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Vetlesen's ethics

Last week, Professor Arne Johan Vetlesen had the article "Bosnia murder as a self-fulfilling prophecy" in print in Ny Tid. Here he receives an answer from former Storting representative and ambassador Gunnar Garbo.


Philosophy professor Arne Johan Vetlesen, who sometimes expresses wise thoughts, nevertheless does not state his tireless efforts to impose on Thorvald Stoltenberg a co-responsibility for the genocide in Srebrenica ten years ago. As unpleasant as it may be, he writes compassionately in Ny Tid on 19 August, the responsibility "must nevertheless be broken down to named individuals". To this end, he directs his accusation at the UN's Norwegian peace mediator.

It does not appear that the professor places similar ethical requirements on his own debate technique.

When he accuses Thorvald Stoltenberg of being pro-Serbian and I notice that one might probably call himself the same as anti-Serbian, he declares that I am guilty of a short circuit. Vetlesen is just against they foundSerbs. On the other hand, his own generalization about Stoltenberg's Serbianism is obviously in order, for Stoltenberg allegedly held with they found.

In support of his accusation that Stoltenberg was biased, Vetlesen mentions Karadzic's statement that Serbs, Croats and Muslims could no longer live together. He points out that Stoltenberg shortly after said: "You can not force people to live together.". Vetlesen interprets this statement as if the mediator made one party's "analysis, diagnosis and solution proposal" his own.

Peace brokers were right

One thing is that one or more parties to a conflict declare that they cannot live together. Something else is to point out that you cannot force them to do so. This is about two completely different attitudes. The task of peacemakers was to try to get the parties to live together in peace. They had to deal with the warriors on all sides and put the pressure on the parties that was possible for them. But of course, Stoltenberg was right. You can't force people to live together.

A third point: Vetlesen claims that I make myself "completely dependent on the knowledge advantage of posterity vis-à-vis the past". When I believe that all parties should have accepted the division plan in 1993, it was allegedly "because the facts show that an agreement in 1993 would have saved hundreds of thousands of lives". This, too, is his own tendentious interpretation. Of course, no one at the time knew what the next few years would bring. But this plan was on the verge of success. I meant and believe that it should have been accepted, simply because it would have created peace. The fact that posterity has shown how much suffering it has since spared the population is only a sad confirmation that the peace brokers were right.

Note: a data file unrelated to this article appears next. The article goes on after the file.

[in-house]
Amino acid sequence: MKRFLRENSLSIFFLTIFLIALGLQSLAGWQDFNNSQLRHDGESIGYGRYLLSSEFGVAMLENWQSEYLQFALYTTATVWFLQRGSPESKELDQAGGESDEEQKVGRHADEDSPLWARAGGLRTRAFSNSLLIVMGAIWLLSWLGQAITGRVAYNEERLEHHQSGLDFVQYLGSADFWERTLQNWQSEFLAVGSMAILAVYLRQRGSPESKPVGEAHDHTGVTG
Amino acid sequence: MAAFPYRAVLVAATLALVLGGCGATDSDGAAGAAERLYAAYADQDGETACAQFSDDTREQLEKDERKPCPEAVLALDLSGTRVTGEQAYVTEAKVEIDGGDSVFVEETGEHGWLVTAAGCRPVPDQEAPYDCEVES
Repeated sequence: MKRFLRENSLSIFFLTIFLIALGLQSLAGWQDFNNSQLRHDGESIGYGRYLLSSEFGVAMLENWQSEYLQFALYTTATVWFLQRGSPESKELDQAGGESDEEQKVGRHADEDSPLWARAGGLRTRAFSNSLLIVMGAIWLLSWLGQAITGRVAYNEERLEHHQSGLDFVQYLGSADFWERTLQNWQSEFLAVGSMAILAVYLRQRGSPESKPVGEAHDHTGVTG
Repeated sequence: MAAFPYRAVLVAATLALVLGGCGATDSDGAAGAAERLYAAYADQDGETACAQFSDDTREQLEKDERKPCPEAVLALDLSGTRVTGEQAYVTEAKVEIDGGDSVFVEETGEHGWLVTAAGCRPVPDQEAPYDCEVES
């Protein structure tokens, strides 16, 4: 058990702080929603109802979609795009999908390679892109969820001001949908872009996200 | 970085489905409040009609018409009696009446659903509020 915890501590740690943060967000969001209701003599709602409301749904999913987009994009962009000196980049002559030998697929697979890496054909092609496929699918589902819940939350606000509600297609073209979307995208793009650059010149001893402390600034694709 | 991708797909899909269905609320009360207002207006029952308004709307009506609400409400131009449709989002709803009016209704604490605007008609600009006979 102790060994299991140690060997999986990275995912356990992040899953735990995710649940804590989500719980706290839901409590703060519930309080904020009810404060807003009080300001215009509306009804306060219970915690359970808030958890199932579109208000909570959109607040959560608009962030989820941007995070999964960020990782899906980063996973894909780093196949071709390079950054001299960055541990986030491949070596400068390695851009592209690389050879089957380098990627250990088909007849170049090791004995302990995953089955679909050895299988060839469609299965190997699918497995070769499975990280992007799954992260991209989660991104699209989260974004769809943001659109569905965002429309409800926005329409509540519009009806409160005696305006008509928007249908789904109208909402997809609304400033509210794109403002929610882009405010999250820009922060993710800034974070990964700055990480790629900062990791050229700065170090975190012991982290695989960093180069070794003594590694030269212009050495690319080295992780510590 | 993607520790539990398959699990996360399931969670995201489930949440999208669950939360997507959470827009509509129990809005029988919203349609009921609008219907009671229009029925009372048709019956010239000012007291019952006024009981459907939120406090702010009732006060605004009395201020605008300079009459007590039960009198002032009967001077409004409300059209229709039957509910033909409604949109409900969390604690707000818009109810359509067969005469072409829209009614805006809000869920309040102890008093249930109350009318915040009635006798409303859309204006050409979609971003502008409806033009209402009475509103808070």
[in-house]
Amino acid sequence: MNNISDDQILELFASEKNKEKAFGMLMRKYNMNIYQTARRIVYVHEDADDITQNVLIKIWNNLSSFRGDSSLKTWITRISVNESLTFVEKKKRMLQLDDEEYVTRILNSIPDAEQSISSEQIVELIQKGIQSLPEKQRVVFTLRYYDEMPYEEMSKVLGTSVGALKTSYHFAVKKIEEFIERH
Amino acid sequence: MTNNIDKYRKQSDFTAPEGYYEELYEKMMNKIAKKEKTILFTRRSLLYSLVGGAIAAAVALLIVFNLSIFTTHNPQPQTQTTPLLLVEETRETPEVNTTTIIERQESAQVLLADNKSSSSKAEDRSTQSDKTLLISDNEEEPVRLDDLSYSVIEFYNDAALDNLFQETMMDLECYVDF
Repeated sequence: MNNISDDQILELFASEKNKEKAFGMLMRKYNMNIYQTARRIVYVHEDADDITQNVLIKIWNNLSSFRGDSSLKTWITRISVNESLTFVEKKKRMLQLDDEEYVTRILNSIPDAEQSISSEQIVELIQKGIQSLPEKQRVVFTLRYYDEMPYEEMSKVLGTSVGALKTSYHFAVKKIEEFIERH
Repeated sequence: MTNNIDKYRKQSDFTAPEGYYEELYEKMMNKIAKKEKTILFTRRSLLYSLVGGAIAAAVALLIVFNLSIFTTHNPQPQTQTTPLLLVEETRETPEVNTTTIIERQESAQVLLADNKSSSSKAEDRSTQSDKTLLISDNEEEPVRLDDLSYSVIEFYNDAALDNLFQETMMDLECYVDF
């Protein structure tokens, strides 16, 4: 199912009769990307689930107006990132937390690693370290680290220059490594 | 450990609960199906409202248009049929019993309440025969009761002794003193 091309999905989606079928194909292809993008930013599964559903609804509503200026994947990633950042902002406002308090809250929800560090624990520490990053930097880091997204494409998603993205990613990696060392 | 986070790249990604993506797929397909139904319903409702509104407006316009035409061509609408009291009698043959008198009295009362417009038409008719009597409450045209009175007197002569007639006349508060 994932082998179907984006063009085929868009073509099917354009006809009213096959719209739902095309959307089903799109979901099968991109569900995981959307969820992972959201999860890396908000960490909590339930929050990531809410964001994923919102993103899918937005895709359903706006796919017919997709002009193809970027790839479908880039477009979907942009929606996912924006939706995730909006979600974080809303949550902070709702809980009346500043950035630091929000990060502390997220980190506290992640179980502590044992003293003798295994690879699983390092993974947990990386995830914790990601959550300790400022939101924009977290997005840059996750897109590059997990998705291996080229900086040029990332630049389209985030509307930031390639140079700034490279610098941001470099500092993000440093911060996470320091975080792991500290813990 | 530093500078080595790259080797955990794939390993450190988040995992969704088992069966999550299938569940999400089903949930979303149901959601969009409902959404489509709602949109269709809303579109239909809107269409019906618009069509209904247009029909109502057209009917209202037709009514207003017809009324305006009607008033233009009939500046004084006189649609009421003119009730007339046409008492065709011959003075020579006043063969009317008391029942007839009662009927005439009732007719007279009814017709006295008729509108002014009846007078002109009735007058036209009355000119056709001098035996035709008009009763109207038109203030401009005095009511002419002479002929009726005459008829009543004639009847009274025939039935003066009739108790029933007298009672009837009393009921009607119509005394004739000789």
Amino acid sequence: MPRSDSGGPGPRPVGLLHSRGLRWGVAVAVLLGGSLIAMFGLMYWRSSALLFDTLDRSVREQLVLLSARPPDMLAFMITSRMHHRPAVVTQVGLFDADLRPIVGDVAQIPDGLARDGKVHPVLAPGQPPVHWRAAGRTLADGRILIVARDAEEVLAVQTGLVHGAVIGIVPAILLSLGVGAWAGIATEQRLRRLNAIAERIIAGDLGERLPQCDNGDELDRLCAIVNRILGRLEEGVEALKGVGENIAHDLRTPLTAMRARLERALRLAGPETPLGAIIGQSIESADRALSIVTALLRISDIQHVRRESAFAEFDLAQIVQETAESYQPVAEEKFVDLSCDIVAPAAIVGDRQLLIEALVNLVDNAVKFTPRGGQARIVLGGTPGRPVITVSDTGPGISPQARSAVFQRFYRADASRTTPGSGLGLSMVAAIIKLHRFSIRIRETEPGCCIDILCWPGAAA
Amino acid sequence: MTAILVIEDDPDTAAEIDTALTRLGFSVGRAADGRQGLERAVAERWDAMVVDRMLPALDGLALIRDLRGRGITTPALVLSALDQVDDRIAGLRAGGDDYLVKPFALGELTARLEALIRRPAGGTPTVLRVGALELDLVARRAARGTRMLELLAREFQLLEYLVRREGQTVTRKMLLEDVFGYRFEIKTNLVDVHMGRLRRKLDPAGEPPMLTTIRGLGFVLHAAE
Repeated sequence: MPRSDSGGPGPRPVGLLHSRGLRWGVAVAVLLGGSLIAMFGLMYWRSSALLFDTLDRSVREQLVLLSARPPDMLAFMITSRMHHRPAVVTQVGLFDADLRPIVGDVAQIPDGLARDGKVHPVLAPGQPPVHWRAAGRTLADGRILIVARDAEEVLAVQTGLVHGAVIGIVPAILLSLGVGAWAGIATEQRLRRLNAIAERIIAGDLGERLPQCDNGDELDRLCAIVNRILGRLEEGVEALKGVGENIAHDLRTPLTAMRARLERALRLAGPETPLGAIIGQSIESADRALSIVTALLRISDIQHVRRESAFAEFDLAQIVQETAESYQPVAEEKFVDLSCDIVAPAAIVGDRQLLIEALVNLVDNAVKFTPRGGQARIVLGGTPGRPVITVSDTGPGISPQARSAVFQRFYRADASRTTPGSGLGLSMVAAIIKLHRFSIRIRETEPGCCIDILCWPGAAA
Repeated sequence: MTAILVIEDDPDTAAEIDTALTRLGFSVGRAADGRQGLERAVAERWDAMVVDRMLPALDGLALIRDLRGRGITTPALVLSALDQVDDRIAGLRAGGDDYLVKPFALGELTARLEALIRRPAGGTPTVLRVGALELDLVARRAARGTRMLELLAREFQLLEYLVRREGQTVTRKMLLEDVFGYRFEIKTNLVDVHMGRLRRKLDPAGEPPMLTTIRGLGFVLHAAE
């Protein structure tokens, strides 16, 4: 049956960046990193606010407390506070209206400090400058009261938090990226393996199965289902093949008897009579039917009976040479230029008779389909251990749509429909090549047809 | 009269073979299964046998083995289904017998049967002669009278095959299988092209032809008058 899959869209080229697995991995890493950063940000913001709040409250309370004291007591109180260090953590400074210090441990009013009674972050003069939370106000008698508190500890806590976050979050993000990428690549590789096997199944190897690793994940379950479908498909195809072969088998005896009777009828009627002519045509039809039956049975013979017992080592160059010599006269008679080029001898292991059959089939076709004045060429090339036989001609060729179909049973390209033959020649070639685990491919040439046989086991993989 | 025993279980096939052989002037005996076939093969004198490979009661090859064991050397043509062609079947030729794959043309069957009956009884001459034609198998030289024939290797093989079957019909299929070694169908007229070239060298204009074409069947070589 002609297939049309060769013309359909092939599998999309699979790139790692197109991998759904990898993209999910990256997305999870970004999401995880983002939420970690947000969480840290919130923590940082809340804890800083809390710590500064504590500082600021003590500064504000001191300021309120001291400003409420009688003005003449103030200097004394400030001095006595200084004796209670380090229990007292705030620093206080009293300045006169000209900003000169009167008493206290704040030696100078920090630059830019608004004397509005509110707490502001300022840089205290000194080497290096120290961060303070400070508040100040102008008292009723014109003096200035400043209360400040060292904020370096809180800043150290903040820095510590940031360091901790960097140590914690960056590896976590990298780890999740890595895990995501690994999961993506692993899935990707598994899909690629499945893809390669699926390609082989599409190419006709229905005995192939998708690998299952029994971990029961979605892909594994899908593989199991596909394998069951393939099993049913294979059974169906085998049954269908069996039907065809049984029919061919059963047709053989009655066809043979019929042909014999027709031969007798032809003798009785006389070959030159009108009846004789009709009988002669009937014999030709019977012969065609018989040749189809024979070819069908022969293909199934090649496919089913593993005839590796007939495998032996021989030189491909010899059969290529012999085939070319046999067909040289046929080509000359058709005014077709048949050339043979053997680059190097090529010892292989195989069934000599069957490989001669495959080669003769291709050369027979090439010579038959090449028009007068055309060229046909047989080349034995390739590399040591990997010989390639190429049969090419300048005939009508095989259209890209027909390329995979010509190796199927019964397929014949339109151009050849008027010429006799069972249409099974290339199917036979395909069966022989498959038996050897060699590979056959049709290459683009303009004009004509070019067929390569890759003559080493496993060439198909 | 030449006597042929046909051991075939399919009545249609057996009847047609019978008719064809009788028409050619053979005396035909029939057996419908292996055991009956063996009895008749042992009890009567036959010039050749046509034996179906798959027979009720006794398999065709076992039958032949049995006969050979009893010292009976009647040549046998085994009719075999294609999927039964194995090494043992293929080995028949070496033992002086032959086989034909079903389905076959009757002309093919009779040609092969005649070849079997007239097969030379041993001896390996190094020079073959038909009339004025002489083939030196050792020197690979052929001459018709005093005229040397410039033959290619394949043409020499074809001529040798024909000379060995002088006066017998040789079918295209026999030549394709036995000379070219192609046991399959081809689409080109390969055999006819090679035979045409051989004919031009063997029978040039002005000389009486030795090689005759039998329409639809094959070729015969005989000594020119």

It was the Bosniaks and not the Americans who refused to sign the Vance-Owen plan, Vetlesen writes. In its report to the Security Council on 26 March 1993 (S / 25497), the UN Secretary-General stated that two out of ten signatures were missing. But it was only the Bosnian Serbs who had not signed the provisional documents, he insisted. Now the secretary general thought that the world community had to put enough pressure on the parties to sign all. In my discretion, EU peace broker David Owen documents in his book Balkan Odyssey that it was primarily the negative attitude of the United States to the EU and UN peace plan that prevented this.

Albright's attack

The Americans were not in favor of bombing one of the parties, Vetlesen argues. Not? In the study Stumbling into a new role (Defense Studies 5/1999) Torunn Laugen makes the resounding map of how Europeans, with United Nations support, opposed US demands to give NATO the right to bomb Bosnian-Serbian targets of their choice.

In his book Winning Ugly Ivo H. Daalder and Michael E. O'Hannon also write that US Secretary of State Madeleine Albright worked for a long time to deploy military force against Milosevic in Bosnia and consistently called for air strikes.

What was important for me to point out in my previous reply was that not only Thorvald Stoltenberg, but all the European countries that had peacekeepers on the ground, opposed this demand for power. Vetlesen invokes four middle managers in the State Department who at the time resigned their positions. I think their reason was that Albright reluctantly bowed to Europeans. Unfortunately, she did not do the same when it came to the peace agreement.


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